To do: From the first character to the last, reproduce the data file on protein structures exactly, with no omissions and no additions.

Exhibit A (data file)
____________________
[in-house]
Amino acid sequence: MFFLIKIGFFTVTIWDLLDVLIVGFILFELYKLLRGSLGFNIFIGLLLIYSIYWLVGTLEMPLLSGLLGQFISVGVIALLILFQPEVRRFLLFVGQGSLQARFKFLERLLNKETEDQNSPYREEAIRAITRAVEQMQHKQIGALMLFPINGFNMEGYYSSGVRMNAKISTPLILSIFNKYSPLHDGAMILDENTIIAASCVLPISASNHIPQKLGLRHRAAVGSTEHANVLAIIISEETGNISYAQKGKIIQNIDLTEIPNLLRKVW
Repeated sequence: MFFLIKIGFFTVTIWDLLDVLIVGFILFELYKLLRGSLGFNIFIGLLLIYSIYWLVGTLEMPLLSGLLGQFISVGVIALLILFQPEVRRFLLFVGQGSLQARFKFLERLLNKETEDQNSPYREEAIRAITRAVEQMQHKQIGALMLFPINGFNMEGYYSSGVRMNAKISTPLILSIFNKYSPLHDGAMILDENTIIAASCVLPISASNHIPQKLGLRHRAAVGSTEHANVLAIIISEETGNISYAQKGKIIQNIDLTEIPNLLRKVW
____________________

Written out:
[in-house]
Amino acid sequence: MFFLIKIGFFTVTIWDLLDVLIVGFILFELYKLLRGSLGFNIFIGLLLIYSIYWLVGTLEMPLLSGLLGQFISVGVIALLILFQPEVRRFLLFVGQGSLQARFKFLERLLNKETEDQNSPYREEAIRAITRAVEQMQHKQIGALMLFPINGFNMEGYYSSGVRMNAKISTPLILSIFNKYSPLHDGAMILDENTIIAASCVLPISASNHIPQKLGLRHRAAVGSTEHANVLAIIISEETGNISYAQKGKIIQNIDLTEIPNLLRKVW
Repeated sequence: MFFLIKIGFFTVTIWDLLDVLIVGFILFELYKLLRGSLGFNIFIGLLLIYSIYWLVGTLEMPLLSGLLGQFISVGVIALLILFQPEVRRFLLFVGQGSLQARFKFLERLLNKETEDQNSPYREEAIRAITRAVEQMQHKQIGALMLFPINGFNMEGYYSSGVRMNAKISTPLILSIFNKYSPLHDGAMILDENTIIAASCVLPISASNHIPQKLGLRHRAAVGSTEHANVLAIIISEETGNISYAQKGKIIQNIDLTEIPNLLRKVW